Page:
Micron on Thursday unveiled its first terabyte-sized solid state drive (SSD) for consumers, named as Crucial M500.This will cost under $600 or 60 cents per gigabyte.


The Crucial M500 SSD uses the latest SATA 6Gbps drive interface and performs at up to 80,000 input and output operations per second (IOPS). The drives sequential read and write speeds reach up to 500 Mbps and 400 Mbps, respectively .If we compare it with the very first 1TB SSD, The Octane delivers up to 560MBps read performance and up to 45,000 random IOPS, but at about $1.10-$1.30 per gigabyte, it retails for well over $1,000.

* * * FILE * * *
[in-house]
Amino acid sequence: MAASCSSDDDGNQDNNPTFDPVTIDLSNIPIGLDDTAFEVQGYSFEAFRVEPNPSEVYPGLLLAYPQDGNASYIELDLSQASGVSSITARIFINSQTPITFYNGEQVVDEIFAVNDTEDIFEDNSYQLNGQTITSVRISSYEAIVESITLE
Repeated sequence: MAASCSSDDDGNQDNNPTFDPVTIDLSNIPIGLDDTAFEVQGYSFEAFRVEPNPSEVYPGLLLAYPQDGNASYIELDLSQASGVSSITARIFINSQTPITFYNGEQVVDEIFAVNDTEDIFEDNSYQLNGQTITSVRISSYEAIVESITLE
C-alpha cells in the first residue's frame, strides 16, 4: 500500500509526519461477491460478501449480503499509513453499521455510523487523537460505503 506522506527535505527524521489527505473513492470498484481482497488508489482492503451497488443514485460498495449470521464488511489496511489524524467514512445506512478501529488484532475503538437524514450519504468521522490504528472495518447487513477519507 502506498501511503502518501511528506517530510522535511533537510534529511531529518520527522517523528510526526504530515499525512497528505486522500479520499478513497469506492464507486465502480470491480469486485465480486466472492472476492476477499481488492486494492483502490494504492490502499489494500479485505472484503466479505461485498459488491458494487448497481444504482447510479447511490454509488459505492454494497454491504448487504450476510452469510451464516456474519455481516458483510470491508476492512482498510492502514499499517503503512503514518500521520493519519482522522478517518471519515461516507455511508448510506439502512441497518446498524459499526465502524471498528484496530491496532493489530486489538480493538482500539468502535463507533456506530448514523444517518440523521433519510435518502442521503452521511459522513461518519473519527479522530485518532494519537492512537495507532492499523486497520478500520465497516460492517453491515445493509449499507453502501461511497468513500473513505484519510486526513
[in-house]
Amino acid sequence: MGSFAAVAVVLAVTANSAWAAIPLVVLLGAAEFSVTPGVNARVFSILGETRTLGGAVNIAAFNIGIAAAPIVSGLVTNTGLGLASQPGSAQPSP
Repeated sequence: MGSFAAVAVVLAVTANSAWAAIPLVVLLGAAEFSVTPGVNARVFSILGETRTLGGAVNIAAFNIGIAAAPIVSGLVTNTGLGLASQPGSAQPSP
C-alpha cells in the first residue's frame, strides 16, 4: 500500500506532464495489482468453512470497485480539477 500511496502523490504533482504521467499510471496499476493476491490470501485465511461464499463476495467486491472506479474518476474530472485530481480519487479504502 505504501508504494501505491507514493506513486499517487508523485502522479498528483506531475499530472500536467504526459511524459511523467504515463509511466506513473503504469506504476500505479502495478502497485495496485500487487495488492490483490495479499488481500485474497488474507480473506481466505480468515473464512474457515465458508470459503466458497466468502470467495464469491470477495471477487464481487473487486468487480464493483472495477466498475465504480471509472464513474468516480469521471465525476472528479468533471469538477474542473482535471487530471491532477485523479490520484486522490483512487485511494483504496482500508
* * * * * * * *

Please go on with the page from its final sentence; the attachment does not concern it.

The 60-cent per gigabyte M500, introduced at International CES, is priced well below the average 80 to 90 cents per gigabyte price of most SSDs used today.

"It is an aggressive introduction for a high-density SSD, where per GB pricing is still over $1/GB," said Ryan Chien, an analyst at IHS.

"The peak performance is impressive as is fitting 960GB of NAND in a 2.5-inch form factor. However, many enthusiasts and businesses have been burned by low-cost consumer drives with poor quality characteristics, and sustained success of products in this segment ultimately depends on latency, endurance, and sustained performance during mixed workloads," Chien added.

The M500 uses Micron's densest NAND flash chips, made with 20 nanometer node lithography. Micron claims the 128Gbit-sized chips are an industry first.


The new SSD also comes with power management capabilities.